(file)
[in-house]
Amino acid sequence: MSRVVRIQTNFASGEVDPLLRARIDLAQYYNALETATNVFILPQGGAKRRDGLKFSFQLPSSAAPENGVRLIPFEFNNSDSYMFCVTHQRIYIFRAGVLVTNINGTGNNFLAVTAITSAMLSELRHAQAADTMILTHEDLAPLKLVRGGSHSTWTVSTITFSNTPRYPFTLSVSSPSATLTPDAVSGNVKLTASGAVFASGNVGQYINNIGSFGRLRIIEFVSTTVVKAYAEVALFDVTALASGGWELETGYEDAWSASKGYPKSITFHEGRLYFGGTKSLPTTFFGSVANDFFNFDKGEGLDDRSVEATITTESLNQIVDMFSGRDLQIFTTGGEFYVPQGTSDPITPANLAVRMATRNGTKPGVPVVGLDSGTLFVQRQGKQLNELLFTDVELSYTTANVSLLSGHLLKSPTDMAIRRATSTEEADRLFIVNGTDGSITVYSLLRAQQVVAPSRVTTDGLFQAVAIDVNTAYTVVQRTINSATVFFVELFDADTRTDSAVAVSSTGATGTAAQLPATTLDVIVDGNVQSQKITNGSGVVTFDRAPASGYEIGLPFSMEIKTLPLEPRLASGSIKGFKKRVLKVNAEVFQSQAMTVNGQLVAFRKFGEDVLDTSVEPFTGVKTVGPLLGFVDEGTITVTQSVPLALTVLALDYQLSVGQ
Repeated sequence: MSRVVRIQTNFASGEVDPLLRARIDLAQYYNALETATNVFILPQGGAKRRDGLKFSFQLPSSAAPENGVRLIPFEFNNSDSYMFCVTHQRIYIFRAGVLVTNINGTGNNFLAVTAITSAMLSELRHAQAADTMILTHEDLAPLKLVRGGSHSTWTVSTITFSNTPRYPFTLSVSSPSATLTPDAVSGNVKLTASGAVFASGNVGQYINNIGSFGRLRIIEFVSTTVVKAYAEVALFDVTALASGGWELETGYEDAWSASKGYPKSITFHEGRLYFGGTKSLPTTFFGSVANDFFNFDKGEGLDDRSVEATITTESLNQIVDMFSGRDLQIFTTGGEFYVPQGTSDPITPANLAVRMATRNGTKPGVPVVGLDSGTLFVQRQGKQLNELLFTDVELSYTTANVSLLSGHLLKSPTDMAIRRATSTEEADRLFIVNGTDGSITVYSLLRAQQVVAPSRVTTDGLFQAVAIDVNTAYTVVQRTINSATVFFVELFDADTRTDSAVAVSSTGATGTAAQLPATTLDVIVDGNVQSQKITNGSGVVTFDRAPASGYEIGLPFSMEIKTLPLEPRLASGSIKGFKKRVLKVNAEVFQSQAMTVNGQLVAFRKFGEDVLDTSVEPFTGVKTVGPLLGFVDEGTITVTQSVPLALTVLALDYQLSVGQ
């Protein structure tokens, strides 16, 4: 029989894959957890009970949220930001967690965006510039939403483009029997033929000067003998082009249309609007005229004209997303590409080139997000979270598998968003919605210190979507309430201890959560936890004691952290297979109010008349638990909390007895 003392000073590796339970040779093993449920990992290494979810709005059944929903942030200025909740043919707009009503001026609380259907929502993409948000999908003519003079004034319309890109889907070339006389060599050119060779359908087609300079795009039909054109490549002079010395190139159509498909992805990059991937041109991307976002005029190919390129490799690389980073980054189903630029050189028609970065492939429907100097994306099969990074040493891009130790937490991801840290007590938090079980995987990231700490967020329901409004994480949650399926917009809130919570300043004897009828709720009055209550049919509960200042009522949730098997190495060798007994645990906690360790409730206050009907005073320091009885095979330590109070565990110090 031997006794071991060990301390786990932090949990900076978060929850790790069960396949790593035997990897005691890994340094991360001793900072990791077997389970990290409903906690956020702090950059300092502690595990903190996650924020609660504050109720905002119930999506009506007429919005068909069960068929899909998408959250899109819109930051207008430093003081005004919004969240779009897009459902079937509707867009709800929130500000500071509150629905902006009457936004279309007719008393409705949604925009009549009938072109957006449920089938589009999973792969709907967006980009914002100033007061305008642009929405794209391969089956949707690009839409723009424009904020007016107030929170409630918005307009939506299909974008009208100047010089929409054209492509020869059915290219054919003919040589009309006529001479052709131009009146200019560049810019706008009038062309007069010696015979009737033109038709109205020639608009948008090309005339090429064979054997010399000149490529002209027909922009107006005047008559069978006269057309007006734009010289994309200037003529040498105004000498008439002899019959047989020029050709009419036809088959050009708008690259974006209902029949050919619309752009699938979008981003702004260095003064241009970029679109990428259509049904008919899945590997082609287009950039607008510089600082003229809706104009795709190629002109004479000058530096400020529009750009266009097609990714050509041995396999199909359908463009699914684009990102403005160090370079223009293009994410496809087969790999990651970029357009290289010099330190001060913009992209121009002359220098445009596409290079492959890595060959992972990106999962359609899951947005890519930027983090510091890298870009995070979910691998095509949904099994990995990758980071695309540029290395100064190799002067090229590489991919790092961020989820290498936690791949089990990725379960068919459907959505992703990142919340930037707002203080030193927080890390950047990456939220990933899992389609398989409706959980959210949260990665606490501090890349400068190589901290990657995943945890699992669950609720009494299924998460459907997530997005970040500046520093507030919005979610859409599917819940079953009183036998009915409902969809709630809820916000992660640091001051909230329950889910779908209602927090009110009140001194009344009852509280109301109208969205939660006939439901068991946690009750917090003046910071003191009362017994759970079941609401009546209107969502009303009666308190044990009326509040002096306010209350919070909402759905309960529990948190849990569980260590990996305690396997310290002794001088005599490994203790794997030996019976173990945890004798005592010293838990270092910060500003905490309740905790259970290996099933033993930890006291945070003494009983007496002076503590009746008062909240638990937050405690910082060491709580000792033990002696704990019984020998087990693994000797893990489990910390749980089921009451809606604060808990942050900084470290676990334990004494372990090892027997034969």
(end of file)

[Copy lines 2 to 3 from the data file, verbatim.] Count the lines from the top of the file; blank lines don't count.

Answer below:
Amino acid sequence: MSRVVRIQTNFASGEVDPLLRARIDLAQYYNALETATNVFILPQGGAKRRDGLKFSFQLPSSAAPENGVRLIPFEFNNSDSYMFCVTHQRIYIFRAGVLVTNINGTGNNFLAVTAITSAMLSELRHAQAADTMILTHEDLAPLKLVRGGSHSTWTVSTITFSNTPRYPFTLSVSSPSATLTPDAVSGNVKLTASGAVFASGNVGQYINNIGSFGRLRIIEFVSTTVVKAYAEVALFDVTALASGGWELETGYEDAWSASKGYPKSITFHEGRLYFGGTKSLPTTFFGSVANDFFNFDKGEGLDDRSVEATITTESLNQIVDMFSGRDLQIFTTGGEFYVPQGTSDPITPANLAVRMATRNGTKPGVPVVGLDSGTLFVQRQGKQLNELLFTDVELSYTTANVSLLSGHLLKSPTDMAIRRATSTEEADRLFIVNGTDGSITVYSLLRAQQVVAPSRVTTDGLFQAVAIDVNTAYTVVQRTINSATVFFVELFDADTRTDSAVAVSSTGATGTAAQLPATTLDVIVDGNVQSQKITNGSGVVTFDRAPASGYEIGLPFSMEIKTLPLEPRLASGSIKGFKKRVLKVNAEVFQSQAMTVNGQLVAFRKFGEDVLDTSVEPFTGVKTVGPLLGFVDEGTITVTQSVPLALTVLALDYQLSVGQ
Repeated sequence: MSRVVRIQTNFASGEVDPLLRARIDLAQYYNALETATNVFILPQGGAKRRDGLKFSFQLPSSAAPENGVRLIPFEFNNSDSYMFCVTHQRIYIFRAGVLVTNINGTGNNFLAVTAITSAMLSELRHAQAADTMILTHEDLAPLKLVRGGSHSTWTVSTITFSNTPRYPFTLSVSSPSATLTPDAVSGNVKLTASGAVFASGNVGQYINNIGSFGRLRIIEFVSTTVVKAYAEVALFDVTALASGGWELETGYEDAWSASKGYPKSITFHEGRLYFGGTKSLPTTFFGSVANDFFNFDKGEGLDDRSVEATITTESLNQIVDMFSGRDLQIFTTGGEFYVPQGTSDPITPANLAVRMATRNGTKPGVPVVGLDSGTLFVQRQGKQLNELLFTDVELSYTTANVSLLSGHLLKSPTDMAIRRATSTEEADRLFIVNGTDGSITVYSLLRAQQVVAPSRVTTDGLFQAVAIDVNTAYTVVQRTINSATVFFVELFDADTRTDSAVAVSSTGATGTAAQLPATTLDVIVDGNVQSQKITNGSGVVTFDRAPASGYEIGLPFSMEIKTLPLEPRLASGSIKGFKKRVLKVNAEVFQSQAMTVNGQLVAFRKFGEDVLDTSVEPFTGVKTVGPLLGFVDEGTITVTQSVPLALTVLALDYQLSVGQ